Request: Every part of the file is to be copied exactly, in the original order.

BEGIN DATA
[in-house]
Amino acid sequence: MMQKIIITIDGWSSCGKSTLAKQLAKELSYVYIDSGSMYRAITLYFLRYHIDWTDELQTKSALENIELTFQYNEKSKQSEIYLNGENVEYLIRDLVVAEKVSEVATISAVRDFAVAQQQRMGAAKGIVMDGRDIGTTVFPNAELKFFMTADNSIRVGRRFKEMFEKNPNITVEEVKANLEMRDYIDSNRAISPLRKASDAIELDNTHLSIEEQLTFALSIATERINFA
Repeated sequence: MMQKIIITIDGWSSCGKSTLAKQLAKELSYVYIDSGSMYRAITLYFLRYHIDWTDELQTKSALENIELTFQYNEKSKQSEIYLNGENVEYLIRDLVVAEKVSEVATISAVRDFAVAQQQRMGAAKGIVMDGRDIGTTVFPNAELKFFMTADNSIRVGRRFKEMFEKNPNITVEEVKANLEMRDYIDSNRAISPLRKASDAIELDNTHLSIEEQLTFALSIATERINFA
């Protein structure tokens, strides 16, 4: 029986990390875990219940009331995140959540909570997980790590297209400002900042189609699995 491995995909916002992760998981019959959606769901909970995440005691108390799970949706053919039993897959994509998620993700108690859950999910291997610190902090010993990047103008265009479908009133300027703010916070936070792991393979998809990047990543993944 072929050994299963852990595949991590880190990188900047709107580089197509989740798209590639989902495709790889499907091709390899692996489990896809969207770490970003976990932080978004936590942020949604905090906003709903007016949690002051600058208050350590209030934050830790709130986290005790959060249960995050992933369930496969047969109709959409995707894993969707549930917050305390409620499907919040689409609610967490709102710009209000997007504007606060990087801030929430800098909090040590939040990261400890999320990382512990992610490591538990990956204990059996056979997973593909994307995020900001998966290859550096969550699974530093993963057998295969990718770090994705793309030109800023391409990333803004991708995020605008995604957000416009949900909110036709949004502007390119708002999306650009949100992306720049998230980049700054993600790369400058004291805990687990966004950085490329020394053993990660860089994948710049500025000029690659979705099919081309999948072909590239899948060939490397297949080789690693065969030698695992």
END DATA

[in-house]
Amino acid sequence: MMQKIIITIDGWSSCGKSTLAKQLAKELSYVYIDSGSMYRAITLYFLRYHIDWTDELQTKSALENIELTFQYNEKSKQSEIYLNGENVEYLIRDLVVAEKVSEVATISAVRDFAVAQQQRMGAAKGIVMDGRDIGTTVFPNAELKFFMTADNSIRVGRRFKEMFEKNPNITVEEVKANLEMRDYIDSNRAISPLRKASDAIELDNTHLSIEEQLTFALSIATERINFA
Repeated sequence: MMQKIIITIDGWSSCGKSTLAKQLAKELSYVYIDSGSMYRAITLYFLRYHIDWTDELQTKSALENIELTFQYNEKSKQSEIYLNGENVEYLIRDLVVAEKVSEVATISAVRDFAVAQQQRMGAAKGIVMDGRDIGTTVFPNAELKFFMTADNSIRVGRRFKEMFEKNPNITVEEVKANLEMRDYIDSNRAISPLRKASDAIELDNTHLSIEEQLTFALSIATERINFA
């Protein structure tokens, strides 16, 4: 029986990390875990219940009331995140959540909570997980790590297209400002900042189609699995 491995995909916002992760998981019959959606769901909970995440005691108390799970949706053919039993897959994509998620993700108690859950999910291997610190902090010993990047103008265009479908009133300027703010916070936070792991393979998809990047990543993944 072929050994299963852990595949991590880190990188900047709107580089197509989740798209590639989902495709790889499907091709390899692996489990896809969207770490970003976990932080978004936590942020949604905090906003709903007016949690002051600058208050350590209030934050830790709130986290005790959060249960995050992933369930496969047969109709959409995707894993969707549930917050305390409620499907919040689409609610967490709102710009209000997007504007606060990087801030929430800098909090040590939040990261400890999320990382512990992610490591538990990956204990059996056979997973593909994307995020900001998966290859550096969550699974530093993963057998295969990718770090994705793309030109800023391409990333803004991708995020605008995604957000416009949900909110036709949004502007390119708002999306650009949100992306720049998230980049700054993600790369400058004291805990687990966004950085490329020394053993990660860089994948710049500025000029690659979705099919081309999948072909590239899948060939490397297949080789690693065969030698695992």